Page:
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Riding Nashville’s wave of national popularity, themed Yankee-tonks have popped up in many cities, channeling a crude version of Music City’s culture, sounds, and food
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It’s line dancing night at Nash Bar & Stage and a couple dozen folks are out on the floor, smacking their cowboy boots to Ian Munsick’s “I See Country.” Under the glow of a sign that asks “What Would Dolly Do?” a blonde who could pass for Miley Cyrus wears a Tennessee Vols jersey as a skirt. This could be any honky-tonk in Nashville, but the Jimmy Fallon look-alike in the Red Sox hoodie gives it away: Nash Bar, a Nashville-themed bar, is actually in Boston.
Nash Bar isn’t the only place “bringin’ a little bit of NashVegas to Boston,” as the Instagram bio puts it. Right outside of Boston — next to Gillette Stadium, where Kenny Chesney has sold more than a million tickets over the years — Six String Grill & Stage is decorated with whiskey barrels and a portrait of Dolly Parton made from 15,300 painted guitar picks. Right behind Fenway Park, Loretta’s Last Call boasts “original decor inspired by Nashville’s most famous honky tonks,” meaning Johnny Cash photo collages, a Dolly Parton poster next to the stage, a Nashville Banner printing plate mourning the death of Elvis, and a vintage jukebox loaded with Travis Tritt and Alan Jackson (alongside Daddy Yankee). Just like Munsick, I see country everywhere.
You might call these places Yankee-tonks. They’ve popped up all over the country since Nashville became the hottest city in America over the last decade, beginning with the debut of ABC’s Nashville in 2012, the New York Times’ subsequent bestowal of “it” status on the city the next year, and more recently its designation as the bachelorette party destination of choice. The Yankee-tonks aren’t exclusive to Boston, of course. There’s low-key hipster joint Dolly’s Swing & Dive in Williamsburg, Brooklyn, where the restroom is a shrine to the Queen of Nashville; or Belle’s Nashville Kitchen — in that other bachelorette capital, Scottsdale, Arizona — which sells merch sporting the slogan “Bourbon. Boots. Belle’s.”
In general these establishments do very little to honor the actual culinary traditions of Middle Tennessee: the soul food, meat and threes, and even Maxwell House coffee and Goo Goo Clusters. Nash Bar’s food offerings are literally all over the map, from ribs with Carolina gold barbecue sauce to Cajun grilled swordfish. Six String serves a Nashville hot chicken sandwich that barely tickles the tongue, along with New England clam chowder and a menu that’s about as Southern as Susan Sarandon playing a country music matriarch in Monarch.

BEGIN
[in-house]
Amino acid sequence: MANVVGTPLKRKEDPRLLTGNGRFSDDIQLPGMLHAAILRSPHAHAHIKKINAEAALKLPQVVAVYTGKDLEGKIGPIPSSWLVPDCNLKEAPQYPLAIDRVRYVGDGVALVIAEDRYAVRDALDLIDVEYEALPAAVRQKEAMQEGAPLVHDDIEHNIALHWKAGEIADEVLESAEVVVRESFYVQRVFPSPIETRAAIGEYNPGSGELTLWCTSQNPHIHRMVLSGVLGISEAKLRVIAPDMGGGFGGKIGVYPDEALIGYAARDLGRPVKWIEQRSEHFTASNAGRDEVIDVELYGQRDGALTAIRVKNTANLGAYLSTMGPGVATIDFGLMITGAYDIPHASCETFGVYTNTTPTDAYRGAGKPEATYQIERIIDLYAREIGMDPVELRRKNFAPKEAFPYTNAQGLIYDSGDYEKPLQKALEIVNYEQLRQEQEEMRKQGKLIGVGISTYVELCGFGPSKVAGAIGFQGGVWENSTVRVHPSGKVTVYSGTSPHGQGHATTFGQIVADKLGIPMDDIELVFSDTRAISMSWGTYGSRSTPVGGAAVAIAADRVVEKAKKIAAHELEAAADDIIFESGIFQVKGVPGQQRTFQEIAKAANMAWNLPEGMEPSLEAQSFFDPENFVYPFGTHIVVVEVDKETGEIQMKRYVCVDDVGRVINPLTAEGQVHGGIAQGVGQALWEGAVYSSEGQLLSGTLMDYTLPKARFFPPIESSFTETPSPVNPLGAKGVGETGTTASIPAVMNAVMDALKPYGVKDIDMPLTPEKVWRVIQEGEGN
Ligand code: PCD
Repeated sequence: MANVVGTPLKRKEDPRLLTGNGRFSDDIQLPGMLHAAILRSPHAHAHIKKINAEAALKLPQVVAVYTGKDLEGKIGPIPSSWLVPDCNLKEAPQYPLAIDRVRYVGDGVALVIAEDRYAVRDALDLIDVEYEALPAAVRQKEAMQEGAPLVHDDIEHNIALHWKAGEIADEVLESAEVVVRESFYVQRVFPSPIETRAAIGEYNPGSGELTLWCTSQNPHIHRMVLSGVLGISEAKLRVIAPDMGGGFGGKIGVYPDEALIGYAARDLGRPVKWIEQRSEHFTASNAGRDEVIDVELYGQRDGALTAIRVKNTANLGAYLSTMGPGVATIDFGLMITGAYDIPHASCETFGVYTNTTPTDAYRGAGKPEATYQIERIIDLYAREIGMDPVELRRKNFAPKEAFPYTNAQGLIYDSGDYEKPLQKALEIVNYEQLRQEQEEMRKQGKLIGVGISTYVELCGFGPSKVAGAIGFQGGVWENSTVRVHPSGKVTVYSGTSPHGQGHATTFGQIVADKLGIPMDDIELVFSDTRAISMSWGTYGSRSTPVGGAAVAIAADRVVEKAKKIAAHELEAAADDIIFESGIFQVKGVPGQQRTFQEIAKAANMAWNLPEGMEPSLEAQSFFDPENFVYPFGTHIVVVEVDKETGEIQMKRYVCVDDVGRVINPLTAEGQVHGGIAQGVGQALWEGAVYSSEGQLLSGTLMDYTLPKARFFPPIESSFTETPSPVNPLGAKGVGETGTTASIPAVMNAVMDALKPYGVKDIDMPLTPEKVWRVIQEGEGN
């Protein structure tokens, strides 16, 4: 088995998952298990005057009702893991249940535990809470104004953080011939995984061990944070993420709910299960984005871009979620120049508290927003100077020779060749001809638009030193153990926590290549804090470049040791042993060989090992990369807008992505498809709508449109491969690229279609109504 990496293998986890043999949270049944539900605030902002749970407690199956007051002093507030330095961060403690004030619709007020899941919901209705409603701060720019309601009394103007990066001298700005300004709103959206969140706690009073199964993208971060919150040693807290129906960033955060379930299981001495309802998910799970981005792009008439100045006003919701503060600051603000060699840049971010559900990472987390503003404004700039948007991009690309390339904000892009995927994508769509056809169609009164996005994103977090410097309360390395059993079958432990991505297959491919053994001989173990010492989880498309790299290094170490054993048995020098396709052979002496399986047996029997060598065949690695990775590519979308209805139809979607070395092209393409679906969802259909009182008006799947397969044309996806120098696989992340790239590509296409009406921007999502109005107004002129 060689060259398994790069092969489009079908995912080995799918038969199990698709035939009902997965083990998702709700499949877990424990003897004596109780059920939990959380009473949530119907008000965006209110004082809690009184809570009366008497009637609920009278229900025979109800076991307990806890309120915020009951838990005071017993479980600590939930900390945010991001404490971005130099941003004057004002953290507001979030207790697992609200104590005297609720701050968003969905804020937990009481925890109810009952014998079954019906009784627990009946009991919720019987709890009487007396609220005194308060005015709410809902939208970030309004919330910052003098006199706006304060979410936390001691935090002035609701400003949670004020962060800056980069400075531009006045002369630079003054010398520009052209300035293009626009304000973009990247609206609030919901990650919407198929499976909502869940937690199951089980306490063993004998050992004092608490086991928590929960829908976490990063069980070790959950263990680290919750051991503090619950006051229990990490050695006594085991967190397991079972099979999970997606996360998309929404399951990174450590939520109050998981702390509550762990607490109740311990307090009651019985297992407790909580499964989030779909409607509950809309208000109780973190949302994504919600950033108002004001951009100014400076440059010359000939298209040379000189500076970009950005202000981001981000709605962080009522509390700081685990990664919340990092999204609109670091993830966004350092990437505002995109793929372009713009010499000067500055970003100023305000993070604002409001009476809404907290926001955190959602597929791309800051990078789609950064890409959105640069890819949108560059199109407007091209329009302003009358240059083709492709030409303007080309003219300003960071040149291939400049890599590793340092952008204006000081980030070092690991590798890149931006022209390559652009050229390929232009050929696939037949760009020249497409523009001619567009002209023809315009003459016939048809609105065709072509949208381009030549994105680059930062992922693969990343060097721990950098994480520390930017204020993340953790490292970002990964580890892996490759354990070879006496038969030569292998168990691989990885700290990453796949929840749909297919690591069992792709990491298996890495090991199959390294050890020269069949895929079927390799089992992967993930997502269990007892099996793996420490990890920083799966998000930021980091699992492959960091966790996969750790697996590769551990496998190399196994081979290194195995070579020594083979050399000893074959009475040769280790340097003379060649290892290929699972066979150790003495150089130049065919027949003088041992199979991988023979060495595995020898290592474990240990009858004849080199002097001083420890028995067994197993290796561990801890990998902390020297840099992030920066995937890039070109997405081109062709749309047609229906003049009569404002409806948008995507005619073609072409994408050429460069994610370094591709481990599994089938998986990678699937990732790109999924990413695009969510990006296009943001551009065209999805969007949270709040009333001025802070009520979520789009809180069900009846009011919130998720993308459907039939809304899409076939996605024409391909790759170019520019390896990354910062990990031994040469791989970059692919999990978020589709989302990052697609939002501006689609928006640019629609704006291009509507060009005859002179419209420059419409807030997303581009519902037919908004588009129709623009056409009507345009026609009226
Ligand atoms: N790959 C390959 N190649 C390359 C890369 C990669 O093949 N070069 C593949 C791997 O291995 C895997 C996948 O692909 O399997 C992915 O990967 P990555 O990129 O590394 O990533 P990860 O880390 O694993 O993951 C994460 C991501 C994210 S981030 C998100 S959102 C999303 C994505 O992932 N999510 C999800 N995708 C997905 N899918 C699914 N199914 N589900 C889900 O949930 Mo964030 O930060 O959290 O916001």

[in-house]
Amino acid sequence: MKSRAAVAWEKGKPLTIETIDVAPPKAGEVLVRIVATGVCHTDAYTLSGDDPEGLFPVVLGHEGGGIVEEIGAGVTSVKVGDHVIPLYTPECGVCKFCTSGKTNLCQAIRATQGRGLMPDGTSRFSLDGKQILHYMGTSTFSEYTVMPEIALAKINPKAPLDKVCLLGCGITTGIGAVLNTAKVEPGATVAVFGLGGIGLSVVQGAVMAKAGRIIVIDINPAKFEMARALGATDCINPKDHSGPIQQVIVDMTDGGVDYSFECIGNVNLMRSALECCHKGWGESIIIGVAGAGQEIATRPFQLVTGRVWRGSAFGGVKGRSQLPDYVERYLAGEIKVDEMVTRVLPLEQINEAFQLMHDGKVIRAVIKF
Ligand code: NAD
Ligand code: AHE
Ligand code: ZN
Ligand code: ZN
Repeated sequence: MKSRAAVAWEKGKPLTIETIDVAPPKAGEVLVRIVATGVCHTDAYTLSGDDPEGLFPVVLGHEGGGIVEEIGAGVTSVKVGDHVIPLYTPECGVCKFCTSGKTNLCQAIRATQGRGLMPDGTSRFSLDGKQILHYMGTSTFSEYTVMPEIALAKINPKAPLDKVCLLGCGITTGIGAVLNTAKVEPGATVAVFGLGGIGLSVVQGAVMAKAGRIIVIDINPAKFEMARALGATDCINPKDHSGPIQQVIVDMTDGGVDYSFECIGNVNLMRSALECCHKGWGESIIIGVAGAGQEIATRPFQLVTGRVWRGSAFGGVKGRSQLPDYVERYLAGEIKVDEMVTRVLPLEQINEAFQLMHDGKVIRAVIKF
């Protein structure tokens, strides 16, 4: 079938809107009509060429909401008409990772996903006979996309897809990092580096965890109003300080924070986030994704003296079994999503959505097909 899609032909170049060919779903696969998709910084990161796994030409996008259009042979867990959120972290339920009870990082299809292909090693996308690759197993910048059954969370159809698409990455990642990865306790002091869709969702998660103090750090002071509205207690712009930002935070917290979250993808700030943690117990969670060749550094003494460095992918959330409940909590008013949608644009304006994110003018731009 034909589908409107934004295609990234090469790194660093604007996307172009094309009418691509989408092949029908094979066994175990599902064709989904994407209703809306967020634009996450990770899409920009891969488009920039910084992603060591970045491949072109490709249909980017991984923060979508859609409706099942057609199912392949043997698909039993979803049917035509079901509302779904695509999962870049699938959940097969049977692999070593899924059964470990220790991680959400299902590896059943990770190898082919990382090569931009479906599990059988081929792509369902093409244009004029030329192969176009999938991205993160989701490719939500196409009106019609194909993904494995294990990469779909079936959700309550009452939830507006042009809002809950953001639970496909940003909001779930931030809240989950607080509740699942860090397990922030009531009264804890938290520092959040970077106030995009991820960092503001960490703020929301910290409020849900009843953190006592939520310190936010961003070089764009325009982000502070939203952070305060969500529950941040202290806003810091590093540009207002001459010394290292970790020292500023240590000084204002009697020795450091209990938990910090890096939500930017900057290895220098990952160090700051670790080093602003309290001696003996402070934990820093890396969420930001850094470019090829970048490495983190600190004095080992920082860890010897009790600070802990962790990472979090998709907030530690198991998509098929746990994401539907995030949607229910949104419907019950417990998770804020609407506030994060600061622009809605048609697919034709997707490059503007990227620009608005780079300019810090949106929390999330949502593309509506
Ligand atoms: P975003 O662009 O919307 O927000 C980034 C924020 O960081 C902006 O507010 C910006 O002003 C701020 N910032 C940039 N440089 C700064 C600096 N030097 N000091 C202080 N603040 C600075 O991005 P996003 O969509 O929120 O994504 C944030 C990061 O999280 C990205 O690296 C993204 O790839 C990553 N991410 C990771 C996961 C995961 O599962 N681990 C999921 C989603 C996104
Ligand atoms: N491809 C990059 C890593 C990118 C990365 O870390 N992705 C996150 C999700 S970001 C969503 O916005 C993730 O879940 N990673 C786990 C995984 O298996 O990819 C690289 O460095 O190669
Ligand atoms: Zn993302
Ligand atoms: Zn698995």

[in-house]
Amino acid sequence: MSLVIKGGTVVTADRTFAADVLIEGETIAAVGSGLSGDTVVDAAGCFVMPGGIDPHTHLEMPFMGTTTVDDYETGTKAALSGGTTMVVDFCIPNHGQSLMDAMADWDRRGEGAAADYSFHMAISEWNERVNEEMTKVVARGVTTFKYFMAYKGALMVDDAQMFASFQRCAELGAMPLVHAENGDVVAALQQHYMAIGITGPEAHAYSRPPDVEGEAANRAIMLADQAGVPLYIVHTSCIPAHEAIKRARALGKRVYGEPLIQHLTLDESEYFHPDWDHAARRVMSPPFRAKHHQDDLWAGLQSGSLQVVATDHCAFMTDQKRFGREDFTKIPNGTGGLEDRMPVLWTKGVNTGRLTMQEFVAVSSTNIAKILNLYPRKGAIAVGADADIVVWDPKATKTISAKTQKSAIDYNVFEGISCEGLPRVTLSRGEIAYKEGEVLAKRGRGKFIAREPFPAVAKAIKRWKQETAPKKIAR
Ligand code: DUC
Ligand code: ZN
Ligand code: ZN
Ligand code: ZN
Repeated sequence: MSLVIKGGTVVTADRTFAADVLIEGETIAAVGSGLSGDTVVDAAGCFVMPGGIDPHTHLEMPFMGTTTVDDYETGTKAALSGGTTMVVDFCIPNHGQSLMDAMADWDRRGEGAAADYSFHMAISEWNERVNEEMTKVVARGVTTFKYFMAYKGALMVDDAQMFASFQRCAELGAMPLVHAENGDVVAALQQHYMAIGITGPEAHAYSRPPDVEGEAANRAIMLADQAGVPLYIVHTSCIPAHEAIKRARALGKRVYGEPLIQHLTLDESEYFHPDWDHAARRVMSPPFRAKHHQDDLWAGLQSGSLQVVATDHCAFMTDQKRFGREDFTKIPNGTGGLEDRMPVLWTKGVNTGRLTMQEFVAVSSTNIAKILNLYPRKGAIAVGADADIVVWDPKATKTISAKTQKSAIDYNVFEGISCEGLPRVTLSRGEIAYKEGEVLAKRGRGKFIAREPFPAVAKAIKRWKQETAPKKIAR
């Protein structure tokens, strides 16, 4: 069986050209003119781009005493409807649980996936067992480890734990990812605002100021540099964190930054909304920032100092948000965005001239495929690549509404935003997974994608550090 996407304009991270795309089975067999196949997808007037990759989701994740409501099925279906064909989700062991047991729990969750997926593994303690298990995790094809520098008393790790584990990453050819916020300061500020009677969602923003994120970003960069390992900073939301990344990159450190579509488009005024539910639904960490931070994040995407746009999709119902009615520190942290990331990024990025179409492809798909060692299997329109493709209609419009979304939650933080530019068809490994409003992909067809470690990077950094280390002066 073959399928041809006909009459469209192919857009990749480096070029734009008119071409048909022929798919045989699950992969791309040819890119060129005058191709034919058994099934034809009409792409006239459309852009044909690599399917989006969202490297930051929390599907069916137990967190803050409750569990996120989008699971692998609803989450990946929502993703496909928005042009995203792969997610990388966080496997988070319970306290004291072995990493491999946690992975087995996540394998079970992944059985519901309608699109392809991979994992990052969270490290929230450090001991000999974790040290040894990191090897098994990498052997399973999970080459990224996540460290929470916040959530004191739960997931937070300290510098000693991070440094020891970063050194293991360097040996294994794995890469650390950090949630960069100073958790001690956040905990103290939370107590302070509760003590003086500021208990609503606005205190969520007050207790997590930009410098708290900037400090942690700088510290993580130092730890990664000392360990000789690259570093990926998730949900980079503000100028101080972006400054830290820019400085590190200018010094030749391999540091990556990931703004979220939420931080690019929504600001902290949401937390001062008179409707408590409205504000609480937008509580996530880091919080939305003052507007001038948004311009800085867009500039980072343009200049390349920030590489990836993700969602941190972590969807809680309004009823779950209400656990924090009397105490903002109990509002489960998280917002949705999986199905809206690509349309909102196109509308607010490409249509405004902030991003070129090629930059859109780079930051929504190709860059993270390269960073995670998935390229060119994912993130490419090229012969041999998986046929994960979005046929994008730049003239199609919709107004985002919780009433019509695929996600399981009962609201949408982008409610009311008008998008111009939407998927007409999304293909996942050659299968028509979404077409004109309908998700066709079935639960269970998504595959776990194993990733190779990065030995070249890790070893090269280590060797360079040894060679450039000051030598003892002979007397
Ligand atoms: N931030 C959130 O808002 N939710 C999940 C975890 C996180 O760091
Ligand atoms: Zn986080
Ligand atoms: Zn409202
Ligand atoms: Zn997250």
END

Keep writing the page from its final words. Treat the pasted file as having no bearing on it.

These places are not for transplants missing home or even for people aiming to learn more about Nashville’s culture. They are to Nashville what tiki bars were to Polynesia in the 1950s, an affordable escape hatch into a geographically murky paradise without concern for appropriation or authenticity. Yankee-tonks replace bamboo with corrugated tin, hula shows with line dances, rum drinks with whiskey, and exotica with country. They seem like an excuse for Bostonians or New Yorkers to slip on the party boots without having to spring for a plane ticket or one of the country’s most expensive hotel rooms — but they’re also evidence of how the culture of Nashville itself has eroded as the city’s heart and soul have been packaged for export.
When my family moved from Boston to Nashville in the 1990s, I didn’t understand much about the city’s food or its music, two integral pieces of Nashville’s identity. I considered it a Bible Belt backwater. Although I went to school with Johnny Cash’s grandkids, I was a Seattle grunge fan who thought of Nashville mostly as the “Hillbilly Music Capital of the World” and inwardly scoffed at its self-appointed nickname, Music City, U.S.A. During my earliest days in Nashville, I believed its biggest culinary claim to fame was the “Nun Bun” — a cinnamon bun resembling Mother Teresa enshrined at the only decent coffeehouse in town. My understanding changed over the years, after visits to the hallowed music venue the Bluebird Cafe, soul food institution Monell’s, and meat-and-three icon Arnold’s Country Kitchen.
Despite Nashville’s constant thirst for stardom, it’s not an easy place to get to know due to several oxymoronic, intertwined trends: The city celebrates its history, commercializes its culture for export — especially its music and more recently its food — and invites investment through a steadily growing tourist economy. Yet, at the same time, it demolishes the artifacts of this history and squeezes out the living embodiments of this culture in pursuit of a manicured NashVegas. This process has reshaped much of the city, but it has especially hollowed out the city’s Black communities to the benefit of white communities, politicians, and corporations.